Future Challenges of Modeling THMC Systems

Tuesday, 16 December 2014: 8:00 AM
Stephen Andrew Miller1, Thomas Heinze2, Sahar Hamidi2 and Boris Galvan2, (1)University of Neuchâtel, Neuchâtel, Switzerland, (2)University of Bonn, Bonn, Germany
Fracture-fluid flow coupling is critical for understanding society-relevant energy sources such as Enhanced Geothermal Systems (EGS), hydrocarbon extraction via hydraulic fracture, and carbon capture and storage (CCS). Although fluid-rock interactions are one of the most important processes in lithospheric geodynamics, they are one of the most difficult to properly simulate because of the orders-of-magnitude changes in hydraulic properties at the onset of fracture or slip. These large-scale changes in hydraulic properties result in the locally rapid flow that is likely to react with their new surroundings. Advances in modeling these processes must properly modeling the evolution of fracture networks coupled to the hydraulic (and thermodynamic) properties within the advecting, over-pressured, and reactive system.

Many THM simulators exist but with limited utility because their inherently low resolution do not allow for the development of evolving fracture networks. A promising approach to modeling is to develop algorithms written in the CUDA programming language and optimized for computations using the inherently parallel Graphics Processing Unit (GPU) computer architecture. We are developing such a model, with target resolutions on the order of 1000x1000x 500. This simulator models a pore-elastic-thermo-elastic-plastic rheology that includes hardening, softening, and damage, and coupled to a non-linear diffusion model of fluid pressure and a 2-phase fluid (water and gas). Both tensile and shear fractures evolve in response to far-field stresses, local stress perturbations associated with both shear and tensile fractures, and thermo-elastic and pore-elastic stresses. The advantage of this model over existing models is that the governing equations have been reformulated to run on a GPU cluster.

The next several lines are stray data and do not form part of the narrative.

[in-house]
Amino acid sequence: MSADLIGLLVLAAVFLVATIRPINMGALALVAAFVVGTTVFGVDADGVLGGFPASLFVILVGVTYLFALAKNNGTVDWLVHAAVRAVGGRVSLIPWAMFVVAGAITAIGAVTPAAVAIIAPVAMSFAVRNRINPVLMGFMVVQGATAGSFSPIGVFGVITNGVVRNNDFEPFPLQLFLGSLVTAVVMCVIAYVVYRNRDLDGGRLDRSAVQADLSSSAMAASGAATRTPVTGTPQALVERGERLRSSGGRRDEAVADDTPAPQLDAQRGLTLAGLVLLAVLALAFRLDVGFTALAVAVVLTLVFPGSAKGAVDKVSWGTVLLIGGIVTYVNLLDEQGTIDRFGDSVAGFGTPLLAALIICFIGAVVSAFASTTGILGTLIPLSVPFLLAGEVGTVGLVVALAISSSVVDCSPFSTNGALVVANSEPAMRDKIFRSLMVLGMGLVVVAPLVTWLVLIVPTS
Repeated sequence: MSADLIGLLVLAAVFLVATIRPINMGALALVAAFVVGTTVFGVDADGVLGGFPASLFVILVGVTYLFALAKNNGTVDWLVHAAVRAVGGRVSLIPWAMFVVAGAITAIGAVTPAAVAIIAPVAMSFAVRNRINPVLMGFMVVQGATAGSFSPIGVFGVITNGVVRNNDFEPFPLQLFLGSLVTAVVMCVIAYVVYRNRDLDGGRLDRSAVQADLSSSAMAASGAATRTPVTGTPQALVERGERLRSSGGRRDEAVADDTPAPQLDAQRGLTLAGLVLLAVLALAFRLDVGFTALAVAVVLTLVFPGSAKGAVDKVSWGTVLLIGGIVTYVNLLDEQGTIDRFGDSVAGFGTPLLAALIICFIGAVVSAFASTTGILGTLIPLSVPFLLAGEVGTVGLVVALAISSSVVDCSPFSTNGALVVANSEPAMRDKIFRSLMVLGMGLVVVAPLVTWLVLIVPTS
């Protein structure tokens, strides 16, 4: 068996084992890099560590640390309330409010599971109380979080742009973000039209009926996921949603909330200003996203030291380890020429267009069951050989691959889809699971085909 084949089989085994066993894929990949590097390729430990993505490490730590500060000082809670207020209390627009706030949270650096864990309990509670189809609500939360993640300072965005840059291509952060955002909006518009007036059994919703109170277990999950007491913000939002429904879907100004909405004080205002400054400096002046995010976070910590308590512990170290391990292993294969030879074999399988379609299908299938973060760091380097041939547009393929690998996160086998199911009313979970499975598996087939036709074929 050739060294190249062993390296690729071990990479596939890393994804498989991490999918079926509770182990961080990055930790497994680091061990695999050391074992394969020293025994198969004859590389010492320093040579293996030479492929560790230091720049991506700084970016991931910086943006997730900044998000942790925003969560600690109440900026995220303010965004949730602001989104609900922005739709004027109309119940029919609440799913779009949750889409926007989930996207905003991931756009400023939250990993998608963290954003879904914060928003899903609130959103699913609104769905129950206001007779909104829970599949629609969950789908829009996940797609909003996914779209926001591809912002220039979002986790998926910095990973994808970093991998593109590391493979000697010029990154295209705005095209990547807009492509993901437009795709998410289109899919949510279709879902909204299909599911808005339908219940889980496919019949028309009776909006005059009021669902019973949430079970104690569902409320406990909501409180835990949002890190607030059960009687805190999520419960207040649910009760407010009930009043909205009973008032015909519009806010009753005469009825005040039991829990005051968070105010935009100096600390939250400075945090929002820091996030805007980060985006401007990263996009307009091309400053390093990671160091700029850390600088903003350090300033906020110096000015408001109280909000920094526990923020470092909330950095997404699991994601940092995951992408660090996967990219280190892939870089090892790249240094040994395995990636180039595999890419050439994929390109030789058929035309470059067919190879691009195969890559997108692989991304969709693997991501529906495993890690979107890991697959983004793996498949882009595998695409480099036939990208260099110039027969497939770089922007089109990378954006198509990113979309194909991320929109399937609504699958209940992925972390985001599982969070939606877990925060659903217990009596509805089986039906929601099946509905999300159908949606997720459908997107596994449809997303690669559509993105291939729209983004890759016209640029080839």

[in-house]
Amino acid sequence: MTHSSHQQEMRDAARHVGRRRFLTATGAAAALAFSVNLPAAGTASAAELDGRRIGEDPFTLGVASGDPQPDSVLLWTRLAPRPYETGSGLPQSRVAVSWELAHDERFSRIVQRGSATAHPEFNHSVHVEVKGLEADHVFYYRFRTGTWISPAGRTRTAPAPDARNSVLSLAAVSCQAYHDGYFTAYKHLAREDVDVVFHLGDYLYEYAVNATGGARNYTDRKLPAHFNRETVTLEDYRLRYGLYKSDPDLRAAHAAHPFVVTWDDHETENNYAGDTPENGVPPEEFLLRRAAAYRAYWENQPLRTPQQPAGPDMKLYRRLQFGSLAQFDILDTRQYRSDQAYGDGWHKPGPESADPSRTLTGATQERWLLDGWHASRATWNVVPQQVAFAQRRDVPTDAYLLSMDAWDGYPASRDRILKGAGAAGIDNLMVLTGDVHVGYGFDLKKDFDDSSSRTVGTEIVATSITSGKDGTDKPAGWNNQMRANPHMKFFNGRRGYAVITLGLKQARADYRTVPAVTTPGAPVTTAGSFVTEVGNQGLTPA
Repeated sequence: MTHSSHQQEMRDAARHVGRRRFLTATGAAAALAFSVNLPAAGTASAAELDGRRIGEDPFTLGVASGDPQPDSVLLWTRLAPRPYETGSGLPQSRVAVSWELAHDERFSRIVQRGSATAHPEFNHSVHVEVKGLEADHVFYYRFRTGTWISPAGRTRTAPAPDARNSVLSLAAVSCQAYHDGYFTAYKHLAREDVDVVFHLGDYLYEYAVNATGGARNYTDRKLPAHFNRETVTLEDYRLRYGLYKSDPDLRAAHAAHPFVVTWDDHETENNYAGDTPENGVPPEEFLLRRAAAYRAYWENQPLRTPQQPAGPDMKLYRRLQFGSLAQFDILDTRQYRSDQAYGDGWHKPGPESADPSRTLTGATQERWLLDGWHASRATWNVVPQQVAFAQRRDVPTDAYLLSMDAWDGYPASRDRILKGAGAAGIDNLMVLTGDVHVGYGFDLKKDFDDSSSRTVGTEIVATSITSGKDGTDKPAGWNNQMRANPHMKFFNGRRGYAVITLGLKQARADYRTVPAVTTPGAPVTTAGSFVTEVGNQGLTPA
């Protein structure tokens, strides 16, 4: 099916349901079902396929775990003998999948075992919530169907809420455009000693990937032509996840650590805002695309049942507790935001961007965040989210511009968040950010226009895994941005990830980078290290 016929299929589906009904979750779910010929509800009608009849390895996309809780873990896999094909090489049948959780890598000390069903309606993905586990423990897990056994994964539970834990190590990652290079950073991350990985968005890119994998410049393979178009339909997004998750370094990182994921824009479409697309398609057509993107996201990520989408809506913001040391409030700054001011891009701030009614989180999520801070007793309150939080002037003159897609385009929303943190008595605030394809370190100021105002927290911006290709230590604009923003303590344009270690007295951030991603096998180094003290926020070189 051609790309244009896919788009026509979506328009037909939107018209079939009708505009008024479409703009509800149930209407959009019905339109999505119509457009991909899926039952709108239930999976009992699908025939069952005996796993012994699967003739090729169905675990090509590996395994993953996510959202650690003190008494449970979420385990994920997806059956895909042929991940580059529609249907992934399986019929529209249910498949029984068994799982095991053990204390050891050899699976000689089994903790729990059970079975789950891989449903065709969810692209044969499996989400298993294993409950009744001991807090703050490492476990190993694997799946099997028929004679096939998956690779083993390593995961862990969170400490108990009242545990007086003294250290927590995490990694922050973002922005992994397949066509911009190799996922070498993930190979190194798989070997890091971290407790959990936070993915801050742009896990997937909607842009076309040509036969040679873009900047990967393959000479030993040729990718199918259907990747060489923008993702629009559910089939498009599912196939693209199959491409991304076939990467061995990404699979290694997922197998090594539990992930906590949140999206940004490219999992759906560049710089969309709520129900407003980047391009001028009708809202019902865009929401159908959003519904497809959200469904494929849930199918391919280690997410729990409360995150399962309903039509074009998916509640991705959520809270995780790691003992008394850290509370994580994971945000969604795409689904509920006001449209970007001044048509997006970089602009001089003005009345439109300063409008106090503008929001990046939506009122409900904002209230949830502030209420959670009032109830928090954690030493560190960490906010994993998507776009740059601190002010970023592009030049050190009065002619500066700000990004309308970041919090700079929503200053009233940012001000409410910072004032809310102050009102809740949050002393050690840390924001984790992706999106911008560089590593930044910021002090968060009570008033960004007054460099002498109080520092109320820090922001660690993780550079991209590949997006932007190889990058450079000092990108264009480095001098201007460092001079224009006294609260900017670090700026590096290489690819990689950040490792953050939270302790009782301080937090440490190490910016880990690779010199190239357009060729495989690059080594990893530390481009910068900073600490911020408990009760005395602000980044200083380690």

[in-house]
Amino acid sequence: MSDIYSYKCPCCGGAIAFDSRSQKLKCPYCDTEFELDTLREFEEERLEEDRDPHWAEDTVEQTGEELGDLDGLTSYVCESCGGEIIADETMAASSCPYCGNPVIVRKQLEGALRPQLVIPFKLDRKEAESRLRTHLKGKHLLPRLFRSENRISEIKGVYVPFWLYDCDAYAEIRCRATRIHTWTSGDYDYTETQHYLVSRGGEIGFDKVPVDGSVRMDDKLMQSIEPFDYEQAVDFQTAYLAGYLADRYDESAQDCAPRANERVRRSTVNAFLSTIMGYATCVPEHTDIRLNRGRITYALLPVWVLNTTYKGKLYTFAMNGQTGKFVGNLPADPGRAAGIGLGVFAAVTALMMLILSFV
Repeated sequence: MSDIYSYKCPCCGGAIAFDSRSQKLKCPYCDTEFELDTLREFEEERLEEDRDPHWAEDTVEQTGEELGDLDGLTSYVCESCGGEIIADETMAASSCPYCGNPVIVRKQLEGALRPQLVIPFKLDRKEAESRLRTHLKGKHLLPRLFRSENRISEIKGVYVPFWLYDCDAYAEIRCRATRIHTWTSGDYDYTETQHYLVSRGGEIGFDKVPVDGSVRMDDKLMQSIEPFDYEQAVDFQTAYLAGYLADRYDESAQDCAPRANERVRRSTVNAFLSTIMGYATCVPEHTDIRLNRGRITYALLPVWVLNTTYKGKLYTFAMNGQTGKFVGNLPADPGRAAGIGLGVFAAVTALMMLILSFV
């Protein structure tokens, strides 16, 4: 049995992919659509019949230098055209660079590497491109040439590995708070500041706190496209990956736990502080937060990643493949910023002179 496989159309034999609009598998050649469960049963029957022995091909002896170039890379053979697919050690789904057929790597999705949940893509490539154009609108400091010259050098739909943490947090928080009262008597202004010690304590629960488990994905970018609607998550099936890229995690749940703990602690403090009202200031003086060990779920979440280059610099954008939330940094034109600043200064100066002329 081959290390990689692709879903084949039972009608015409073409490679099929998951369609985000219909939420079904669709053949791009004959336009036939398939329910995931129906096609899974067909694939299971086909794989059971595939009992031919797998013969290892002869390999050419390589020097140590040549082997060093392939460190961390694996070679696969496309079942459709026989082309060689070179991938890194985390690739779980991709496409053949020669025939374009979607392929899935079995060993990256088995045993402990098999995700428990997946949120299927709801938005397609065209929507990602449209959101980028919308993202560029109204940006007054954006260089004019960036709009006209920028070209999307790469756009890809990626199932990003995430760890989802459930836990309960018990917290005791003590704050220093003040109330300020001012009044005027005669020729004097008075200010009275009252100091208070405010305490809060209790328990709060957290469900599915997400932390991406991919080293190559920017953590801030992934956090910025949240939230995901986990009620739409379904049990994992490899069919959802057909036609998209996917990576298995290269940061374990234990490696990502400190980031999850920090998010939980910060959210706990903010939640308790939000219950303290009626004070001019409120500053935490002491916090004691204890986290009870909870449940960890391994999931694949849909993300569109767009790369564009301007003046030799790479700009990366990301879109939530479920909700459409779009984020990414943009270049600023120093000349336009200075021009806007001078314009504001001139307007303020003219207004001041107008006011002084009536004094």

Results from numerical experiments show that this approach has great potential to study fluid-rock interactions at all scales. In this talk, I summarize the progress to date and future plans, and show that a GPU-based modeling approach is fast, high-resolution, and can reproduce experimental results of fluid injection experiments with numerical resolution at the grain-scale of the experiment.